At Essendon Primary School, Literacy is a core subject essential to all learning domains. Students experience a daily two-hour literacy block of learning that encompasses reading, writing, spelling and speaking & listening.

Our whole school literacy approach, is framed on the research of Marie Clay, Irene Fountas and Gay Pinnell (F&P) and the Balanced Literacy Approach. This ensures consistency of teaching practice and learning development from Foundation to Year 6.

We recognise that Reading is a complex process in which the reader actively constructs meaning. The reader draws on cognitive and linguistic strategies, as well as a range of information, both within and outside of the text, to process the language and develop meaning and understanding. Students develop reading comprehension skills and strategies that enable them to comprehend increasingly challenging texts in all learning domains.

The EPS Reading Workshop involves explicit teaching of specific reading strategies and skills, providing scaffolding for students as they make the transition from emergent through to independent readers.

There are 6 components to the EPS Reading Workshop:
  1. Interactive Read Aloud - teachers model correct reading strategies and behaviours to the students.
  2. Guided Reading/Literature Circles - teachers work with a group of students at their instructional level. These groups are formed using data provided by F&P reading benchmark assessments.
  3. Shared Reading - students and teacher read together, providing the opportunity to develop a deeper understanding of what the student’s reading needs are.
  4. Independent Reading - allows students time to actively practice applying the new reading strategies and skills they have been learning.
  5. Word Study/Spelling - links reading to spelling. Learning about letters and sounds (phonetics) through to exploring root words, suffixes, prefixes and learning how to derive meaning from words.
  6. Reading conferences - these take place regularly between the teacher and individual students. These enable the teacher to have a genuine conversation with the student about their reading, text selection and to monitor their progress in achieving their personal learning goals.

Our EPS Writing Workshop provides a clear whole school approach to enhance teaching and learning practices and improve student outcomes. Modelled or shared writing begins the writing session. Teachers demonstrate and explicitly teach the text type being studied, with associated text features, structures and vocabulary. Students are given the opportunity to practise what has been modelled. Students are taken through the Writing Process, where they select texts to publish and share with different audiences.

The Writing ProcessWriting Process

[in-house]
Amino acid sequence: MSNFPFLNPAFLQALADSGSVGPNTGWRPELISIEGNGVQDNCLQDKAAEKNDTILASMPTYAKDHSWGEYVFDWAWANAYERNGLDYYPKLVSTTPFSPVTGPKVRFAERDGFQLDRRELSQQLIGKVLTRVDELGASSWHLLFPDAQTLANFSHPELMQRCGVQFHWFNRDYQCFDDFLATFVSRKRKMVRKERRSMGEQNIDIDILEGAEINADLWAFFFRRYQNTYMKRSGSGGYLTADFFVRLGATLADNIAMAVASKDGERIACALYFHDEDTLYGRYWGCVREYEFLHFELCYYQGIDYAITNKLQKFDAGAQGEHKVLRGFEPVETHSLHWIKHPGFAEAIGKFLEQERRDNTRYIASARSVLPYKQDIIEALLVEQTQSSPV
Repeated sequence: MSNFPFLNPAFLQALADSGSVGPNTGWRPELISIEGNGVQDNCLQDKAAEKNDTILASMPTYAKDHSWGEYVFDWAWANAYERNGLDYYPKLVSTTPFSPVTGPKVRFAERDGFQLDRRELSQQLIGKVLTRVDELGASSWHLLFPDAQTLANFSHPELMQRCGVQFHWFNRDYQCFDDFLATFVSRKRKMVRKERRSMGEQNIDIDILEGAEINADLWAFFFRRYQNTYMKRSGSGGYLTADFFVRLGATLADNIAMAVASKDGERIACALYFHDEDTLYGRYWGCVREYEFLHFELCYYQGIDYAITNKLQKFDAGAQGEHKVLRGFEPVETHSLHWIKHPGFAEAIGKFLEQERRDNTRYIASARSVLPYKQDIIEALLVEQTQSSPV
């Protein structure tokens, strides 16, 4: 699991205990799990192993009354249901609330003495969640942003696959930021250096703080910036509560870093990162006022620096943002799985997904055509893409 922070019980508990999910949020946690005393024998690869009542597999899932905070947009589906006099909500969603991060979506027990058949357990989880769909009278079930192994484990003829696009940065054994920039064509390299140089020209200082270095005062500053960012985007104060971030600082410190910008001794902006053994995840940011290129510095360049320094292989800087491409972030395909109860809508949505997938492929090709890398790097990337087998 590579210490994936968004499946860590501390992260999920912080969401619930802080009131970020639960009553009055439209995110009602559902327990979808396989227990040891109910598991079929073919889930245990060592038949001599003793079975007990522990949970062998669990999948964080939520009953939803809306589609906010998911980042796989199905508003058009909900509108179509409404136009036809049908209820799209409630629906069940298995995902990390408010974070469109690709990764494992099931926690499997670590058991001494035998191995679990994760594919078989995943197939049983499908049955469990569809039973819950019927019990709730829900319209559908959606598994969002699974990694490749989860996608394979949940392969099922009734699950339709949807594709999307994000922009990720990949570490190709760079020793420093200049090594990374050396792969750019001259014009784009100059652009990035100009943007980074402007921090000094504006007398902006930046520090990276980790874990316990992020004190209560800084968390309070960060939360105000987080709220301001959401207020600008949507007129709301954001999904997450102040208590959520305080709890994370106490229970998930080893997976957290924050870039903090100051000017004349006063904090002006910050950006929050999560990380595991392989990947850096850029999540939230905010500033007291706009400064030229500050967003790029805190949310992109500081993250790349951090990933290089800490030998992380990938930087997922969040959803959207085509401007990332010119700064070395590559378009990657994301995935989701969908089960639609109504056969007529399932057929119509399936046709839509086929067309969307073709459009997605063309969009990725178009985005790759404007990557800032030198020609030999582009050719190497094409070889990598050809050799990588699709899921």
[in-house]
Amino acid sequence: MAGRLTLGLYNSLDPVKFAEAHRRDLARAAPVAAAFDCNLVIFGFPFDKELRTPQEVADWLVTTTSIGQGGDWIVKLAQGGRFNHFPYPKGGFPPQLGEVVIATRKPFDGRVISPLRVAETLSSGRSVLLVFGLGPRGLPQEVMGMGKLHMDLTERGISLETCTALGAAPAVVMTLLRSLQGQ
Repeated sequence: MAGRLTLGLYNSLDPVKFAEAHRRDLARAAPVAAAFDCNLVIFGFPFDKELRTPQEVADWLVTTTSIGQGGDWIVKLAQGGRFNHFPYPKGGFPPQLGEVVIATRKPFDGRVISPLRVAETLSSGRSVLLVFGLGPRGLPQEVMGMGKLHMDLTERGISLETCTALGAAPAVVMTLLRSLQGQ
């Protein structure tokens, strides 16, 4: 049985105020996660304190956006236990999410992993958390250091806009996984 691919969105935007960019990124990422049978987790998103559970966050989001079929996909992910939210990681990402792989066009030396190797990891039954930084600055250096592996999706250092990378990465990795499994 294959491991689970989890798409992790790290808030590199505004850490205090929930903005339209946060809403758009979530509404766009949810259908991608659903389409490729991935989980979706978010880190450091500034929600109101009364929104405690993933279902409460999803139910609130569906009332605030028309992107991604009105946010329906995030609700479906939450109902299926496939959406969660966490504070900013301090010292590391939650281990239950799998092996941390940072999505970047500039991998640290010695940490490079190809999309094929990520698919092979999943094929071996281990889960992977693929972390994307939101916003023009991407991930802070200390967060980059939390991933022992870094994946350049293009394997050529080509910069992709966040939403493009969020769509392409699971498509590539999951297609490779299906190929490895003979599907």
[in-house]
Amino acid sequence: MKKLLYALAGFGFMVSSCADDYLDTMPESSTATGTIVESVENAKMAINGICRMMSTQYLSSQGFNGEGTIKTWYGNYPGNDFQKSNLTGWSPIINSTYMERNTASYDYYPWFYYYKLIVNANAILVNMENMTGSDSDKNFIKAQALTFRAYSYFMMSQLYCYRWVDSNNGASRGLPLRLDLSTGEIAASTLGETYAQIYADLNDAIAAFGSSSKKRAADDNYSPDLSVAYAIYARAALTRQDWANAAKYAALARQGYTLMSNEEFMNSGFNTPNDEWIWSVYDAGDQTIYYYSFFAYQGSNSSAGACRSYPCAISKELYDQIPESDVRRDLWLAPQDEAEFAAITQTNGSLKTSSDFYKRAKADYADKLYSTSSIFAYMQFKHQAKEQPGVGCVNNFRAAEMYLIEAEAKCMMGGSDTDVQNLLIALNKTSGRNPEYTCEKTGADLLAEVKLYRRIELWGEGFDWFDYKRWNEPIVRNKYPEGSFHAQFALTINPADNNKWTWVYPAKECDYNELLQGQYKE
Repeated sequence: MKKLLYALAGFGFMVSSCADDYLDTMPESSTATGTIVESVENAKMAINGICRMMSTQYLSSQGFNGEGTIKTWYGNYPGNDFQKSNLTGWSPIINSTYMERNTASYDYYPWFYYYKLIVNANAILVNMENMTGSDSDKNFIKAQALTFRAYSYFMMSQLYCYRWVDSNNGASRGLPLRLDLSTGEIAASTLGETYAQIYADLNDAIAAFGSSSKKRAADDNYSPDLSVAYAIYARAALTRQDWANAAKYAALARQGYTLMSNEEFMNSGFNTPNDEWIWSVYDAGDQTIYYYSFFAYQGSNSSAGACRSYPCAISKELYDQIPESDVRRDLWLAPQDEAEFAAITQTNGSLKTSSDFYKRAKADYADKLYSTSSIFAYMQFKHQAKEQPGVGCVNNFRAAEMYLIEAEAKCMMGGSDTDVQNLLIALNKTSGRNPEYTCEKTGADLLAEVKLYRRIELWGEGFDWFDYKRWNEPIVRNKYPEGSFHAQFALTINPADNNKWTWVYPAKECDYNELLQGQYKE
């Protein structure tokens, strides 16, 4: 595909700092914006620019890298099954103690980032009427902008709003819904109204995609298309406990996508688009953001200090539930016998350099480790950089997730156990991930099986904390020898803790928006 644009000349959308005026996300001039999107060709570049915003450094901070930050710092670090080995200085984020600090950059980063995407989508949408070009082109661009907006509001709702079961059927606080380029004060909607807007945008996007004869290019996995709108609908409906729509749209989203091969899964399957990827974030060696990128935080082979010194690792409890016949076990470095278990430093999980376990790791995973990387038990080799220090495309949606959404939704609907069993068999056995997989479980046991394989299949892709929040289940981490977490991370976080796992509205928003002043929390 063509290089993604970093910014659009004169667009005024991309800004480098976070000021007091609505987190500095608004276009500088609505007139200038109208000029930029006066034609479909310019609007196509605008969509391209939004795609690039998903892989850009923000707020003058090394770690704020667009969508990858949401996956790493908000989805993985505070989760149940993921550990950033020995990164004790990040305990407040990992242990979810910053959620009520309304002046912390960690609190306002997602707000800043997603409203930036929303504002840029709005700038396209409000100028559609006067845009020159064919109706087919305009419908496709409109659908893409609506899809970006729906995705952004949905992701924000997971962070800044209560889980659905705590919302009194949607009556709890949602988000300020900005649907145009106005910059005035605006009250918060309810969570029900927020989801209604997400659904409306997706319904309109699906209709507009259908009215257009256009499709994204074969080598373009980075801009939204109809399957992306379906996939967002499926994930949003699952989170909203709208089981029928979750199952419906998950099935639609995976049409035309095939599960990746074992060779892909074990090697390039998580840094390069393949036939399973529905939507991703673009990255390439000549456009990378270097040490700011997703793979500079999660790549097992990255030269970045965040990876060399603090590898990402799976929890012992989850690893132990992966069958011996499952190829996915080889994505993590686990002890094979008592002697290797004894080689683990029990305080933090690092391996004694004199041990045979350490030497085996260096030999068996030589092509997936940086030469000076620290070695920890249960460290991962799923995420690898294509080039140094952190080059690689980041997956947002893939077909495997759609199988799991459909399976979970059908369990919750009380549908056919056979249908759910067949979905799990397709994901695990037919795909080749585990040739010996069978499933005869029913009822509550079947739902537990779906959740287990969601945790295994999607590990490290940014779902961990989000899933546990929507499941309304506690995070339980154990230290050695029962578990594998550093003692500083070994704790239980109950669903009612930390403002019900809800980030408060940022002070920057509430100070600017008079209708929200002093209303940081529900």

1. Planning: the generation, selection and sorting of ideas to write about.
  2. Drafting: the recording of ideas with attention to meaning, grammar, spelling, punctuation and handwriting (or keyboarding).
  3. Revising: the revisiting of the text (often as a result of feedback from peers and/or the teacher) to improve and enhance the writing.
  4. Editing and proofreading: the polishing of the draft in readiness for publication, which includes editing for spelling, text layout, grammar, capitalisation and punctuation.
  5. Publishing: the final publication of the text ready for sharing with an audience, with attention given to the form and style of the text.

Genre (text types)
English identifies a range of genres that our students write as part of their work in English and integrated across the curriculum. The key genres primary aged students typically write are:Genre
  • narrative
  • recount
  • procedure
  • information report
  • explanation
  • persuasion
Each genre can also take different forms. For example, a narrative could be a: ballard, fable or a fairy tale.

Spelling & word studyspelling
Students develop knowledge about the sounds (phonemes) of English and learn to identify them in spoken words. They learn the letters of the alphabet and how to represent spoken words by using combinations of these letters. They learn that the conventions, patterns and generalisations that relate to English spelling involve the origins of words, word endings, Greek and Latin roots, base words and affixes.

At EPS all teachers plan for and deliver 10 - 15 minutes per day of explicit Spelling/Word Study instruction within the Literacy block. While the explicit teaching of spelling and vocabulary occurs primarily within the Literacy block, all curriculum areas have a role to play in reinforcing, promoting and contributing to this learning. The THRASS pedagogy is the chosen teacher reference tool for teaching the phonographic and orthography of English.

Speaking & Listening
Teachers recognise that speaking and listening, like writing, is used in formal and informal ways. The degree of formality used in an oral language interaction is dependent upon the subject matter to be discussed, the relationship between the participants and the way the interaction will occur.
Oral language - involves expressive and receptive skills.
Expressive language - encompasses the words and actions used to convey meaning, including tone, volume, pauses and inflections.
Receptive language - is the understanding of language expressed by others. Expressive and receptive oral language are often referred to as ‘speaking and listening’.

We understand that every student is an individual and a unique learner. Every student has his or her own strengths, challenges and rate of development. It is within this context, that individual learning plans and targets are developed inclusive of the teacher, student and parent. Sometimes it is appropriate to provide targeted short-term literacy support to individual students to support their ongoing development. This is organised on a needs basis and provided by our Literacy Support teacher.